TL;DR

Using Derivatives for BĂ©zier curves to find the extreme candidates useful for the bounding box.

In our quest to find the bounding box for BĂ©zier curves (i.e. the minimum area rectangle that has sides parallel to the coordinate axes and that fully contains the curve) we did a step ahead in Derivatives for BĂ©zier curves, because we found a way to easily find out the parameters of the derived polynomial.

Why the derivation? From calculus, we know that all values of $t$ where the derivative of a function is zero are candidate positions for either a minimum or a maximum. Hence, it suffices to find where the derivative components are equal to zero and we will have candidate values of the parameter $t$ to find the extreme points for either axes. We will of course also make sure that these values of $t$ are admissible (i.e. fall in the regular $[0,1]$ interval for it) and also check the values at the two sides of the interval for $t$ itself.

We left Derivatives for BĂ©zier curves with this formula to calculate the coefficients of the polynomials for the derivative in the two axes:

As anticipated, these matrices can be pre-calculated and used when necessary upon the specific set of control points $\hat{P}$, which of course depends on the specific BĂ©zier curve we are considering.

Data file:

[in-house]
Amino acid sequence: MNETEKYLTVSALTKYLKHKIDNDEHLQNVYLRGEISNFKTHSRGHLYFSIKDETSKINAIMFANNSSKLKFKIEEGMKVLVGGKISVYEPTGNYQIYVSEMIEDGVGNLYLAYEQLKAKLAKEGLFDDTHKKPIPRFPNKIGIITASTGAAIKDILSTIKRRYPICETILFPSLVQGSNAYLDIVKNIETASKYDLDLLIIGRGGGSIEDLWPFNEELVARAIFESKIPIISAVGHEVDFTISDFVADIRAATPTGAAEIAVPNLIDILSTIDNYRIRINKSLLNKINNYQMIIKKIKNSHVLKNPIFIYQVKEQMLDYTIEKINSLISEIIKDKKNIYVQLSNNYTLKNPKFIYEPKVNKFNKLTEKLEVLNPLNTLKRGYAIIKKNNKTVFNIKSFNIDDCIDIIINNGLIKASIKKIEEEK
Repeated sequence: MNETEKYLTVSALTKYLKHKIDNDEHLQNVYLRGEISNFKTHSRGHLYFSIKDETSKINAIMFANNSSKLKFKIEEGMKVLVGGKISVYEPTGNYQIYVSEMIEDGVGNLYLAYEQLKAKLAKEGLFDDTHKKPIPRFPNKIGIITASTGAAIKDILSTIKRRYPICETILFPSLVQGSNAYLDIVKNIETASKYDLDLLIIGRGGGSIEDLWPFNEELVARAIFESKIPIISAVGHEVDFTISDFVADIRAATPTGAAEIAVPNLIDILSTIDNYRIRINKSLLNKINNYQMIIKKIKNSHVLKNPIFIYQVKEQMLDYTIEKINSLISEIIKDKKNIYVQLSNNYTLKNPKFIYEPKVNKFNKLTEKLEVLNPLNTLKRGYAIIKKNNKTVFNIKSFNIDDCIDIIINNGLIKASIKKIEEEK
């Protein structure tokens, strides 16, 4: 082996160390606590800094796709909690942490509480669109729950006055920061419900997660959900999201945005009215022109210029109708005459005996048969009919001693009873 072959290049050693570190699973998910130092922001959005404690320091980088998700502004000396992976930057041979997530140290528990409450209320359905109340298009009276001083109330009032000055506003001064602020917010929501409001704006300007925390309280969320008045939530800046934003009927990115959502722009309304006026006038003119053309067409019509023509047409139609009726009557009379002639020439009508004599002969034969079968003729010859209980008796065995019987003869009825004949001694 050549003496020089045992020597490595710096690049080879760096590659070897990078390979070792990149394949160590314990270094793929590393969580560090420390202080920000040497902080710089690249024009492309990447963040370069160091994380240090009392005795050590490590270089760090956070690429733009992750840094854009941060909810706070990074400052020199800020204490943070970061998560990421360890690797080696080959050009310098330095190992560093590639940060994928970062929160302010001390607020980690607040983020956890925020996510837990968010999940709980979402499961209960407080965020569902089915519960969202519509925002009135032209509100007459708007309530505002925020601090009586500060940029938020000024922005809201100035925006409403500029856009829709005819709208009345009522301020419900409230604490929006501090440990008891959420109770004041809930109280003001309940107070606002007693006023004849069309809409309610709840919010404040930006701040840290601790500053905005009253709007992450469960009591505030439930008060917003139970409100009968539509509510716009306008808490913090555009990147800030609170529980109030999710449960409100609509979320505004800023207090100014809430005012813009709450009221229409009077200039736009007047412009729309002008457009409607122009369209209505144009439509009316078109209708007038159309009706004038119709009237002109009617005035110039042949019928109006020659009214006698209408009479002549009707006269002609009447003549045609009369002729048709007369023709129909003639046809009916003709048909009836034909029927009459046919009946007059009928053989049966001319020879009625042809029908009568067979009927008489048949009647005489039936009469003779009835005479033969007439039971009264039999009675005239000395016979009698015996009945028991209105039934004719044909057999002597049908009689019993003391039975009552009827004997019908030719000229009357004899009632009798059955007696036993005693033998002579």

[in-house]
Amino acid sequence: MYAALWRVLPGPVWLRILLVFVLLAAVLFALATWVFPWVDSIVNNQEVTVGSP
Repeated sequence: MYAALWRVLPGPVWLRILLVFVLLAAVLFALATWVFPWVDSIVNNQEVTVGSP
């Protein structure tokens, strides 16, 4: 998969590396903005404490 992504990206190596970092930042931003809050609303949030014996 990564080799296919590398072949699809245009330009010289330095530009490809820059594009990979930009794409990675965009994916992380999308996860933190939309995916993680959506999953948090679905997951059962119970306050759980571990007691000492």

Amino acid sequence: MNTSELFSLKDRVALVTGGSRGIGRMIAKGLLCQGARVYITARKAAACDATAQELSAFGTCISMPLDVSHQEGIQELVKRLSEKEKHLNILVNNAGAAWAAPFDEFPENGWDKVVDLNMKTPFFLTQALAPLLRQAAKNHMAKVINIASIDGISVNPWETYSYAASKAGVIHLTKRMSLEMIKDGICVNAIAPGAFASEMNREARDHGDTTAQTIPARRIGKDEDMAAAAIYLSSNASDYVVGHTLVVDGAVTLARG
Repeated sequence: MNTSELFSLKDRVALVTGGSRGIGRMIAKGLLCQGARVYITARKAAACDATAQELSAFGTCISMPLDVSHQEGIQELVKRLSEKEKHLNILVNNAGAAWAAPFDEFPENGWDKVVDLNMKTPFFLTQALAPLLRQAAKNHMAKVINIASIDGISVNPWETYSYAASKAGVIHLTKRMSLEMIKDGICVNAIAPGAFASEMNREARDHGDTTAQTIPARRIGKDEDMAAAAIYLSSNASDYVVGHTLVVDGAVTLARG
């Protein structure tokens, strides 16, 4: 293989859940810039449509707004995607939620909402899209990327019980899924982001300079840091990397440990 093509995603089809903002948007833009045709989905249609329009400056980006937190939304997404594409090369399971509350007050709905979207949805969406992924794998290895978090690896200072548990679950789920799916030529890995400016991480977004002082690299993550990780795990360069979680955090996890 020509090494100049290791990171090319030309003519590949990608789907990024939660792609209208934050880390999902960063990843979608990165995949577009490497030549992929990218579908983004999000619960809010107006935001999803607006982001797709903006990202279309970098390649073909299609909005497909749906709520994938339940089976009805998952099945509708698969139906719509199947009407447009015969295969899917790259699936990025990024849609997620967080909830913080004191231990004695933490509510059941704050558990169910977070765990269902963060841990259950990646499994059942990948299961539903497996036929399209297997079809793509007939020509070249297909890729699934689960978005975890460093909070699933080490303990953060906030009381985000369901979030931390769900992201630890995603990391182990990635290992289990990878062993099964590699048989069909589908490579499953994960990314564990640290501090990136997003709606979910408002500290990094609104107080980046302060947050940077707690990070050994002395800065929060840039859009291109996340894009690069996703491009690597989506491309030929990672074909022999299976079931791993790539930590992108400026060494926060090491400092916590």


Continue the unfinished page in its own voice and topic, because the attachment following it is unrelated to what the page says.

The generic solution would involve finding the zeros of a polynomial of any degree. For quadratic and cubic Béziers, instead, we are lucky because it’s very easy to find the roots.

Quadratic BĂ©zier curves

For quadratic BĂ©zier curves this means using the following matrix:

Multiplying this matrix by the matrix $\hat{P}$ obtained putting the three control points as row vectors we end up with the following:

The two row vectors $\mathbf{q}$ and $\mathbf{m}$ represent the intercept and the angular coefficient of the derivatives for the two components over the X and Y axes. Hence, it is trivial to find the two candidates for the bounding box:

Cubic BĂ©zier curves

For cubic BĂ©zier curves we have instead:

Again, we can multiply by the matrix of the control points and obtain:

Here, the three row vectors $\mathbf{a}$, $\mathbf{b}$, and $\mathbf{c}$ hold the parameters for the second-degree equations that allow us to find the zeros in the two dimensions X and Y. Note that $\mathbf{b}$ can be easily divided by $2$, so we can find the roots as follows: